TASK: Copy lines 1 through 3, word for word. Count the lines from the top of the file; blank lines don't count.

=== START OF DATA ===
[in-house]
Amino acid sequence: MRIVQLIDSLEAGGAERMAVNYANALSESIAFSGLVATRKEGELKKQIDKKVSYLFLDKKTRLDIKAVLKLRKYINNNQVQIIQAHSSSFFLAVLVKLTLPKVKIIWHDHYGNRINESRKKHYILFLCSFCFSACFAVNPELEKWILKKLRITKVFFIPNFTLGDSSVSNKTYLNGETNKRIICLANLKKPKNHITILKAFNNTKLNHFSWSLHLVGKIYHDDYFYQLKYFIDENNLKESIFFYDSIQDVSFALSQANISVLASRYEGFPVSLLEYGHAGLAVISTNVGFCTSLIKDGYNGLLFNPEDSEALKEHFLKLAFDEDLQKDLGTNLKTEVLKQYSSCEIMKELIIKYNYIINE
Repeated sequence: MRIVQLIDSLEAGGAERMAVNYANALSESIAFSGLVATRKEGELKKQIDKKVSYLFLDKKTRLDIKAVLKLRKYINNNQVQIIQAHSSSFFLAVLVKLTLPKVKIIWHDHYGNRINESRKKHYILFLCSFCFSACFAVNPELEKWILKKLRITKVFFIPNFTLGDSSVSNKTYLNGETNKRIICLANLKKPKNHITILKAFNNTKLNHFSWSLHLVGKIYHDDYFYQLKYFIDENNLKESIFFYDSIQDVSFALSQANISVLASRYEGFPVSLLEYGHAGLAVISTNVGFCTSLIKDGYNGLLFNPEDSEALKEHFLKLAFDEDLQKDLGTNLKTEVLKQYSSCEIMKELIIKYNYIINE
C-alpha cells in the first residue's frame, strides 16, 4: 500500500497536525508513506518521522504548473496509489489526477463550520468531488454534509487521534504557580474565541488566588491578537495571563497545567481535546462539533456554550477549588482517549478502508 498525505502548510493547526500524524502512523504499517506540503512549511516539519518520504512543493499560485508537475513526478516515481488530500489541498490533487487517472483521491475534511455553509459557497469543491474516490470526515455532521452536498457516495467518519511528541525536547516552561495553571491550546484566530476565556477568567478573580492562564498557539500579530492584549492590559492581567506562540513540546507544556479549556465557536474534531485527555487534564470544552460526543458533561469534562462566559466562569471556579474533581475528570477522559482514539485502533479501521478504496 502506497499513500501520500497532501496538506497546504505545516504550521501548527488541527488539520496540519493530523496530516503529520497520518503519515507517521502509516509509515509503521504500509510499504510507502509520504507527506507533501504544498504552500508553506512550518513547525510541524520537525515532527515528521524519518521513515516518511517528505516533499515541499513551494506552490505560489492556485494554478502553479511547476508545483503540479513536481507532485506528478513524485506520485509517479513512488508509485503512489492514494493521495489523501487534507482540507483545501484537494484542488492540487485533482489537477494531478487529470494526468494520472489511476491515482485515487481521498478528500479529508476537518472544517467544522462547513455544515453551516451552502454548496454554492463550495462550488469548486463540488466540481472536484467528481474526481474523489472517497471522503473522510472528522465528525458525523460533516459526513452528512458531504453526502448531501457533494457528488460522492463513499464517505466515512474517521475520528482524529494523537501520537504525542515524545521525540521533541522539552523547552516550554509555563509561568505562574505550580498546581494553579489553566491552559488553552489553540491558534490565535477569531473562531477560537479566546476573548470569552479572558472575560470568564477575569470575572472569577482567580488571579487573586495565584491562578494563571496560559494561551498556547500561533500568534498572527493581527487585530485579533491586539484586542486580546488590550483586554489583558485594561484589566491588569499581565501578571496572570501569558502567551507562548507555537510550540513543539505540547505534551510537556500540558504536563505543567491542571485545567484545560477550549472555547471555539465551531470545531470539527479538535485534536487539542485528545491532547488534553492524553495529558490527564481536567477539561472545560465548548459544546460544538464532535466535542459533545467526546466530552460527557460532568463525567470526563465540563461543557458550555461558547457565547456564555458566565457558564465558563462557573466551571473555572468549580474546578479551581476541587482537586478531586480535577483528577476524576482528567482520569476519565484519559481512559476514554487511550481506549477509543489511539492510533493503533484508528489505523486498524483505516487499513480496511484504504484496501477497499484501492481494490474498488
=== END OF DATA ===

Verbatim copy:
[in-house]
Amino acid sequence: MRIVQLIDSLEAGGAERMAVNYANALSESIAFSGLVATRKEGELKKQIDKKVSYLFLDKKTRLDIKAVLKLRKYINNNQVQIIQAHSSSFFLAVLVKLTLPKVKIIWHDHYGNRINESRKKHYILFLCSFCFSACFAVNPELEKWILKKLRITKVFFIPNFTLGDSSVSNKTYLNGETNKRIICLANLKKPKNHITILKAFNNTKLNHFSWSLHLVGKIYHDDYFYQLKYFIDENNLKESIFFYDSIQDVSFALSQANISVLASRYEGFPVSLLEYGHAGLAVISTNVGFCTSLIKDGYNGLLFNPEDSEALKEHFLKLAFDEDLQKDLGTNLKTEVLKQYSSCEIMKELIIKYNYIINE
Repeated sequence: MRIVQLIDSLEAGGAERMAVNYANALSESIAFSGLVATRKEGELKKQIDKKVSYLFLDKKTRLDIKAVLKLRKYINNNQVQIIQAHSSSFFLAVLVKLTLPKVKIIWHDHYGNRINESRKKHYILFLCSFCFSACFAVNPELEKWILKKLRITKVFFIPNFTLGDSSVSNKTYLNGETNKRIICLANLKKPKNHITILKAFNNTKLNHFSWSLHLVGKIYHDDYFYQLKYFIDENNLKESIFFYDSIQDVSFALSQANISVLASRYEGFPVSLLEYGHAGLAVISTNVGFCTSLIKDGYNGLLFNPEDSEALKEHFLKLAFDEDLQKDLGTNLKTEVLKQYSSCEIMKELIIKYNYIINE